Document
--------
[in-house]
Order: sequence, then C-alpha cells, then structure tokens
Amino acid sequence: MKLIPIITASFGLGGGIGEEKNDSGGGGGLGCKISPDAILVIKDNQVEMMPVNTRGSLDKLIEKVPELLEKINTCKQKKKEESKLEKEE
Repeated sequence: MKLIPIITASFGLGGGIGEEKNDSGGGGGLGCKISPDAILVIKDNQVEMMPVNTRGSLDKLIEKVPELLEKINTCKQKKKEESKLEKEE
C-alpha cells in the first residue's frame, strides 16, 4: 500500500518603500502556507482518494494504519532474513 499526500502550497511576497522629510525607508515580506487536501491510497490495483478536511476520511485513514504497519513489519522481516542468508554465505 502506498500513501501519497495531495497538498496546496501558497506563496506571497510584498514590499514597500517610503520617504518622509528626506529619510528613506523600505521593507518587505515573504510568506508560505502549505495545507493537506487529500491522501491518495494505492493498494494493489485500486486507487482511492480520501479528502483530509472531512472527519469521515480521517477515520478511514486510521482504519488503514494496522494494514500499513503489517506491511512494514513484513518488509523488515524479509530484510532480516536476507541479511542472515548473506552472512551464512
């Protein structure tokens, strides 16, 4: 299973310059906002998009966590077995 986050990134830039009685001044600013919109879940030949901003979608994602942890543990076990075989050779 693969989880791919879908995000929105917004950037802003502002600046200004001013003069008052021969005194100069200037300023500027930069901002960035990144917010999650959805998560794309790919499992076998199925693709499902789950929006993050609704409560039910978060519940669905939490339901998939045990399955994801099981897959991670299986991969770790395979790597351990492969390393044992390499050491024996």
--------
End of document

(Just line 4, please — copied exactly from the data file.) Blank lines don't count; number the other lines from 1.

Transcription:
Repeated sequence: MKLIPIITASFGLGGGIGEEKNDSGGGGGLGCKISPDAILVIKDNQVEMMPVNTRGSLDKLIEKVPELLEKINTCKQKKKEESKLEKEE